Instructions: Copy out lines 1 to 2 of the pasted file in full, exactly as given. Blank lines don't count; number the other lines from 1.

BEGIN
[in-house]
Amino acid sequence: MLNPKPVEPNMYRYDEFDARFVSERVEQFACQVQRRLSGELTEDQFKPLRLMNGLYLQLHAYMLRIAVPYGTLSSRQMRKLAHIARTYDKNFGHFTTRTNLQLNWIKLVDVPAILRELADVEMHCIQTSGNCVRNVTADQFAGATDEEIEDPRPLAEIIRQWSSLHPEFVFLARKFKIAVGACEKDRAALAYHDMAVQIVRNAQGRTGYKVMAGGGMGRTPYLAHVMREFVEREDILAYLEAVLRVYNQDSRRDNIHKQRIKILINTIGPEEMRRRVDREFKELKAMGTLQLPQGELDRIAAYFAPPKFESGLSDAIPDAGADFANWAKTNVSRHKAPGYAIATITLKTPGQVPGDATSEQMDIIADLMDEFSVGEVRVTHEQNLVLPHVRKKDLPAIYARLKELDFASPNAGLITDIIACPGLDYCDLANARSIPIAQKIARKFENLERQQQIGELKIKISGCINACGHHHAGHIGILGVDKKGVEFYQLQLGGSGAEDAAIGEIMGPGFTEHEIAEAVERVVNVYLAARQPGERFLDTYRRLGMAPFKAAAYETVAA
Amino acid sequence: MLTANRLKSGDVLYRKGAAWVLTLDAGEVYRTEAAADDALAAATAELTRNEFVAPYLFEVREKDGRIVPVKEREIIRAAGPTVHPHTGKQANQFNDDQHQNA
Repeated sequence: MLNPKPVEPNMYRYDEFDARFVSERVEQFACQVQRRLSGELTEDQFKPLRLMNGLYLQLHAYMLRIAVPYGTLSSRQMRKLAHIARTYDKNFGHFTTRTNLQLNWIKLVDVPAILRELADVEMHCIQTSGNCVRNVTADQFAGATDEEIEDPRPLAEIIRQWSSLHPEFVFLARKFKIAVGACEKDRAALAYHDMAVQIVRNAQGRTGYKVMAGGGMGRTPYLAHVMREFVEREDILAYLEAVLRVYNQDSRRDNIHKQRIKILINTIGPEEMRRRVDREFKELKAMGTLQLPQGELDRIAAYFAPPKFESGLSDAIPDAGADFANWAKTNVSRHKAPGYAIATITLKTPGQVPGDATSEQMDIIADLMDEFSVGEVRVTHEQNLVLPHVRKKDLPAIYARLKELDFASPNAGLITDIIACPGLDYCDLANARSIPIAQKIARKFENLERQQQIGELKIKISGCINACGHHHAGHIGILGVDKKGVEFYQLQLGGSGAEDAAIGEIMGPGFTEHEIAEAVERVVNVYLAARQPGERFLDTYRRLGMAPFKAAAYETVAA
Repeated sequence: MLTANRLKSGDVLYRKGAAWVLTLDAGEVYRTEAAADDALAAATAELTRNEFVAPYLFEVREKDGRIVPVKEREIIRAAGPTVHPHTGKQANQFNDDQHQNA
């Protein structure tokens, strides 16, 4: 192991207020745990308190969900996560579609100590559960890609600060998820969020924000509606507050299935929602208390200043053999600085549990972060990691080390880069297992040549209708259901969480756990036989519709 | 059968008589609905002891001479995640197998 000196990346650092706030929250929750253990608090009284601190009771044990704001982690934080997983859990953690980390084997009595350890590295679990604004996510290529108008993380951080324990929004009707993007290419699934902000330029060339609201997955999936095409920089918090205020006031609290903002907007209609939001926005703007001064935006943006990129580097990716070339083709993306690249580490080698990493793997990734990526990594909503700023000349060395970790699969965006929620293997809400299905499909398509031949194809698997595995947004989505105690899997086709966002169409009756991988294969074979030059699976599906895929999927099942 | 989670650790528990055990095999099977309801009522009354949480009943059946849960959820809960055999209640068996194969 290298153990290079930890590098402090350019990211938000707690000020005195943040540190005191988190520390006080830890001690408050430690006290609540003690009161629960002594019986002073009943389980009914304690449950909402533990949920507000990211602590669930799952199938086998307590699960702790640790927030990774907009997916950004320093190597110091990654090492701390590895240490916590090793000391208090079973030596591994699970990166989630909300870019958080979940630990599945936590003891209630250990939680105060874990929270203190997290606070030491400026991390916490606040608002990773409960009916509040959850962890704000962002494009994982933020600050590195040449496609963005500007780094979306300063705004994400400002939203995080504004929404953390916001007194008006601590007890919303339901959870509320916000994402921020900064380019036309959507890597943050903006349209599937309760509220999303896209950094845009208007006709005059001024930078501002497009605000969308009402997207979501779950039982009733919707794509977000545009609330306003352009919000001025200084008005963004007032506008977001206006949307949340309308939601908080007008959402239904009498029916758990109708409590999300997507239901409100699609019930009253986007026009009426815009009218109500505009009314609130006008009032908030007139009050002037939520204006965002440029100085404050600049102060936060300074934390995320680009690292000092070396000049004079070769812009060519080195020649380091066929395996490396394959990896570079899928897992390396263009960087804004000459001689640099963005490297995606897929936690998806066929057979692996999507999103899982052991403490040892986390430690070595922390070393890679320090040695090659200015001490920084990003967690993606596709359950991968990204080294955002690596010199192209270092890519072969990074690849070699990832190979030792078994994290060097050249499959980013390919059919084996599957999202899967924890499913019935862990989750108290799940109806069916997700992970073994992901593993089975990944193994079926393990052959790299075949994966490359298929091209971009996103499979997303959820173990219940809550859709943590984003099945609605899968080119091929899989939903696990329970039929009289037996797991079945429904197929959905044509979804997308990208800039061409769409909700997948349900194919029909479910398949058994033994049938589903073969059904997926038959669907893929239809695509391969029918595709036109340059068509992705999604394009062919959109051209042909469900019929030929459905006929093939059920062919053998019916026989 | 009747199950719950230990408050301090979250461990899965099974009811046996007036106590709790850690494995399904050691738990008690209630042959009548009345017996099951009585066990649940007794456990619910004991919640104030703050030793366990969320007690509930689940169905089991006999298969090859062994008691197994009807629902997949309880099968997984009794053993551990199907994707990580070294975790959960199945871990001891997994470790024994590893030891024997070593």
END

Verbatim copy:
[in-house]
Amino acid sequence: MLNPKPVEPNMYRYDEFDARFVSERVEQFACQVQRRLSGELTEDQFKPLRLMNGLYLQLHAYMLRIAVPYGTLSSRQMRKLAHIARTYDKNFGHFTTRTNLQLNWIKLVDVPAILRELADVEMHCIQTSGNCVRNVTADQFAGATDEEIEDPRPLAEIIRQWSSLHPEFVFLARKFKIAVGACEKDRAALAYHDMAVQIVRNAQGRTGYKVMAGGGMGRTPYLAHVMREFVEREDILAYLEAVLRVYNQDSRRDNIHKQRIKILINTIGPEEMRRRVDREFKELKAMGTLQLPQGELDRIAAYFAPPKFESGLSDAIPDAGADFANWAKTNVSRHKAPGYAIATITLKTPGQVPGDATSEQMDIIADLMDEFSVGEVRVTHEQNLVLPHVRKKDLPAIYARLKELDFASPNAGLITDIIACPGLDYCDLANARSIPIAQKIARKFENLERQQQIGELKIKISGCINACGHHHAGHIGILGVDKKGVEFYQLQLGGSGAEDAAIGEIMGPGFTEHEIAEAVERVVNVYLAARQPGERFLDTYRRLGMAPFKAAAYETVAA